Plant spatial patterns identify alternative ecosystem multifunctionality states in global drylands

Miguel Berdugo, Sonia Kéfi, Santiago Soliveres, Fernando T. Maestre

Research output: Contribution to journalArticlepeer-review

156 Scopus citations


The response of drylands to environmental gradients can be abrupt rather than gradual. These shifts largely occur unannounced and are difficult to reverse once they happen; their prompt detection is of crucial importance. The distribution of vegetation patch sizes may indicate the proximity to these shifts, but the use of this metric is hampered by a lack of large-scale studies relating these distributions to the provision of multiple ecosystem functions (multifunctionality) and comparing them to other ecosystem attributes, such as total plant cover. Here we sampled 115 dryland ecosystems across the globe and related their vegetation attributes (cover and patch size distributions) to multifunctionality. Multifunctionality followed a bimodal distribution across our sites, suggesting alternative states in the functioning of drylands. Although plant cover was the strongest predictor of multifunctionality when linear analyses were used, only patch size distributions reflected the bimodal distribution of multifunctionality observed. Differences in the coupling between nutrient cycles and in the importance of self-organizing biotic processes characterized the two multifunctionality states observed. Our findings support the use of vegetation patterns as indicators of ecosystem functioning in drylands and pave the way for developing effective strategies to monitor desertification processes.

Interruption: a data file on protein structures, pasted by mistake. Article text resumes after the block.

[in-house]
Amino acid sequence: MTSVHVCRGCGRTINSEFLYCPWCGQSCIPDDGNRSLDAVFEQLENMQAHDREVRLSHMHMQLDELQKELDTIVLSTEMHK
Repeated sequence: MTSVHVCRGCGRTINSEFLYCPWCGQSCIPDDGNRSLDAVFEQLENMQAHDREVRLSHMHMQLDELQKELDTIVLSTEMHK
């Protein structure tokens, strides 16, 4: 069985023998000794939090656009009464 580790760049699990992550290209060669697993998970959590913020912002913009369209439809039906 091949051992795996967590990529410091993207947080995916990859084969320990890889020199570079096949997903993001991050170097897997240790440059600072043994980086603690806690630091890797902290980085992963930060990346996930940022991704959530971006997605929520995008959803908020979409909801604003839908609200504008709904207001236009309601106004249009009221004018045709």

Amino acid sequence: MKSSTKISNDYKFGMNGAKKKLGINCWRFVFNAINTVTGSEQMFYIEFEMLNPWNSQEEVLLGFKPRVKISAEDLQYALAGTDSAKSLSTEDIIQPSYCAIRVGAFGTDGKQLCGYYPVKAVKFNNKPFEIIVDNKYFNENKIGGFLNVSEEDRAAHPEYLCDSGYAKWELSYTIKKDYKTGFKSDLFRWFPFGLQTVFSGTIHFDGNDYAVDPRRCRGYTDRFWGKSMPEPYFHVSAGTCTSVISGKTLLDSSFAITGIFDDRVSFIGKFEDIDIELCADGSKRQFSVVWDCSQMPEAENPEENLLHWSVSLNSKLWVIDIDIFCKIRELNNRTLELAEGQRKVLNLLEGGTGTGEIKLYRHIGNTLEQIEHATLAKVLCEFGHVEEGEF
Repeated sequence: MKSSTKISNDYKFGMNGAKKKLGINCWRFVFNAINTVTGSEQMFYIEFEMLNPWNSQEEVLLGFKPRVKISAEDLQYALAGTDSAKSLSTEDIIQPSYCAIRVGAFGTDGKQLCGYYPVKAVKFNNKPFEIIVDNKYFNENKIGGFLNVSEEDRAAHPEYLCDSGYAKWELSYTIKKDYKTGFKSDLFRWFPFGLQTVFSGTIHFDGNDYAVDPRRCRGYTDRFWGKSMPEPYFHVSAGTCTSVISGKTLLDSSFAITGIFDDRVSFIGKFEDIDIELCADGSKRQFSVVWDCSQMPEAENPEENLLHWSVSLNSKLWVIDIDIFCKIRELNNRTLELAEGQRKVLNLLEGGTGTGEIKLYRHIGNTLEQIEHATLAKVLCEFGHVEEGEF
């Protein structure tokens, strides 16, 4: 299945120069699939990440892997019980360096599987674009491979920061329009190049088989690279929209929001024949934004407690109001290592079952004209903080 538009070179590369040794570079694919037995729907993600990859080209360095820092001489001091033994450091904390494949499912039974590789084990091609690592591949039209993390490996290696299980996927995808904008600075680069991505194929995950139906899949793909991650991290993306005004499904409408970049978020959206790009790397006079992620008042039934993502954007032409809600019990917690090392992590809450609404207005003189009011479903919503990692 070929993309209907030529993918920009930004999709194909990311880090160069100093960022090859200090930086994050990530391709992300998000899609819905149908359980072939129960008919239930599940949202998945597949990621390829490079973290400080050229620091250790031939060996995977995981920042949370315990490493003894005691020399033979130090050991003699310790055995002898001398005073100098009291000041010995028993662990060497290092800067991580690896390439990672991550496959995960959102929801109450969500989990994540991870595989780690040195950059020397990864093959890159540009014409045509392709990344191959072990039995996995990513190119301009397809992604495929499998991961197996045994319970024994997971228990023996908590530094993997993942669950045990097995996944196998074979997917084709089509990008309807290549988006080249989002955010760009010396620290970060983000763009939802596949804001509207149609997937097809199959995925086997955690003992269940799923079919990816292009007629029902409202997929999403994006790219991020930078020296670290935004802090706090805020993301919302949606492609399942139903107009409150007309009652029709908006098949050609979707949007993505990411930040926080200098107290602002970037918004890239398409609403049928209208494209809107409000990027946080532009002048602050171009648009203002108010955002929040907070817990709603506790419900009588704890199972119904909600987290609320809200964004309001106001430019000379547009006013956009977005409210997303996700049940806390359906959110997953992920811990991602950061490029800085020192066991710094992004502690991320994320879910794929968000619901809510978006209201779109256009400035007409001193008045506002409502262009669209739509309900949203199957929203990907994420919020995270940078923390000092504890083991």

Original languageEnglish (US)
Article number0003
JournalNature Ecology and Evolution
Issue number2
StatePublished - Jan 9 2017

Bibliographical note

Publisher Copyright:
© 2017 Macmillan Publishers Limited, part of Springer Nature. All rights reserved.

ASJC Scopus subject areas

  • Ecology, Evolution, Behavior and Systematics
  • Ecology


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